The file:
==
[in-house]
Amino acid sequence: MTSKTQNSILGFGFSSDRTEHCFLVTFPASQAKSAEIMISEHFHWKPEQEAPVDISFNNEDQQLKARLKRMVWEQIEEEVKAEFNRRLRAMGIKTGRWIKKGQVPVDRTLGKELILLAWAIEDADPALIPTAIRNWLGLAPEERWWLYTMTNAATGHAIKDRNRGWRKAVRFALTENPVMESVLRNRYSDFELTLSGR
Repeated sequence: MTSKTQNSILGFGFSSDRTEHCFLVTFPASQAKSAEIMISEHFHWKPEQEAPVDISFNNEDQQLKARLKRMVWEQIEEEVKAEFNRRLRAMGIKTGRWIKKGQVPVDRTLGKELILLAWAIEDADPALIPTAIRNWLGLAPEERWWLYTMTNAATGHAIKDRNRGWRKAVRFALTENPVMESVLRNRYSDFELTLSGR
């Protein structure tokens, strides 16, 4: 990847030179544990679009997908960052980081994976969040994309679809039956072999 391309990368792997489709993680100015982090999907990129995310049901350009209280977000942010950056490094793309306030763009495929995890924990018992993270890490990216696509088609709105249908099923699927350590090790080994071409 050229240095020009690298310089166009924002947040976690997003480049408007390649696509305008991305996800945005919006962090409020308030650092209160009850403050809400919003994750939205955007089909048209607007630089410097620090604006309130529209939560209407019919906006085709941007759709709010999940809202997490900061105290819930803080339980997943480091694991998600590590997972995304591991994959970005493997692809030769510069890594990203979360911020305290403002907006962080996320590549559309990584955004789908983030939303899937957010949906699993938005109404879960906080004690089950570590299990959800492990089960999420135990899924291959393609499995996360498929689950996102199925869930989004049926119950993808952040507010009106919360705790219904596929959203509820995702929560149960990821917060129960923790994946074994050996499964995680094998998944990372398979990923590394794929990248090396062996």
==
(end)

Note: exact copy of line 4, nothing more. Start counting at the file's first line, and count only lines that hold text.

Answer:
């Protein structure tokens, strides 16, 4: 990847030179544990679009997908960052980081994976969040994309679809039956072999 391309990368792997489709993680100015982090999907990129995310049901350009209280977000942010950056490094793309306030763009495929995890924990018992993270890490990216696509088609709105249908099923699927350590090790080994071409 050229240095020009690298310089166009924002947040976690997003480049408007390649696509305008991305996800945005919006962090409020308030650092209160009850403050809400919003994750939205955007089909048209607007630089410097620090604006309130529209939560209407019919906006085709941007759709709010999940809202997490900061105290819930803080339980997943480091694991998600590590997972995304591991994959970005493997692809030769510069890594990203979360911020305290403002907006962080996320590549559309990584955004789908983030939303899937957010949906699993938005109404879960906080004690089950570590299990959800492990089960999420135990899924291959393609499995996360498929689950996102199925869930989004049926119950993808952040507010009106919360705790219904596929959203509820995702929560149960990821917060129960923790994946074994050996499964995680094998998944990372398979990923590394794929990248090396062996």